Lord attempts to save SMEs with 30-day payment limit

Lord Mendelsohn is introducing a Private Members Bill to the House of Lords in an effort to tackle late payments and to strengthen the powers of the Small Business Commissioner

The Private Members Bill sets out a proposal to half the statutory 60-day limit for payment of all invoices to 30 days, backed up by giving the Small Business Commissioner powers to impose large fines on the worst, persistent offenders.

Lord Mendelsohn’s Bill will also ban prompt payment discounts, where purchasers demand discounts for prompt payment of invoices, charges for onboarding and staying on supplier lists.

Mendelsohn said: ‘Late payment is crippling small businesses while the UK economy is crying out for investment. By failing to tackle late payment we are starving our small businesses of the capacity to act.

‘The recent huge escalation in outstanding payments shows that decades of promoting ‘culture change’ has only made things worse. This Bill will tackle the issue once and for all with a package of measures that is operable, impactful and measurable.’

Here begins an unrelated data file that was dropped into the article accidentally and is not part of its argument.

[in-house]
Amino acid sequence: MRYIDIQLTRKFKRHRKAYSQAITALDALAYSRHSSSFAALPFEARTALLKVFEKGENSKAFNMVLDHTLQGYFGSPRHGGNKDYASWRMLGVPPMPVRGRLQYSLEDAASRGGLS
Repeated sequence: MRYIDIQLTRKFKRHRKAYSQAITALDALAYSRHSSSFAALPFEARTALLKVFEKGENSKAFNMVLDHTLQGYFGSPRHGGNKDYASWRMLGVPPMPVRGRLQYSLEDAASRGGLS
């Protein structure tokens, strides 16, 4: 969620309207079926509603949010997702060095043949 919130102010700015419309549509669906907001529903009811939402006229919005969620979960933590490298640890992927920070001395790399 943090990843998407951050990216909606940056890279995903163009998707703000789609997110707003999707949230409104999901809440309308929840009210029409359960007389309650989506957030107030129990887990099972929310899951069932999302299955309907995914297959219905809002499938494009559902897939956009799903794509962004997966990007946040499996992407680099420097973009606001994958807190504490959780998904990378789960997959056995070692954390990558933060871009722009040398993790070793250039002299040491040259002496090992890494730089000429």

For some SMEs this is too little too late as almost a quarter of insolvencies (23%) are caused by late payment issues. Even for those companies that manage to absorb late payment, the loss of income can stop small businesses from investing and growing, and can also damage productivity.

The Association of Accounting Technicians (AAT) has fought a long campaign to tackle this problem arguing for three major changes.

They believe the first is to make the Prompt Payment Code (PPC) compulsory for companies with more than 250 staff - currently PPC operates under a signatory basis, and once approved, companies can use the PPC logo on documentation to show their business is serious about good payment practice.

Organisations that support PPC are HSBC, RBS, BP, Asda and John Lewis Partnership.

AAT also suggests that payment terms should be halved from 60 to 30 days, and that a penalty regime for persistent late payers should be introduced and enforced by the Small Business Commissioner.

Almost three quarters (73%) of MPs backed the three AAT recommendations, according to YouGov polling published by AAT.

Phil Hall, AAT head of public affairs & public policy, said: ‘There is no reason why any business should be paying its suppliers in more than 30 days and the Small Business Commissioner must have powers to impose fines on persistent late payers.  

‘AAT welcomes the measures being proposed by Lord Mendelsohn and hopes other politicians, from all parties, back this important Private Members Bill.’

Late payment delays double in a year

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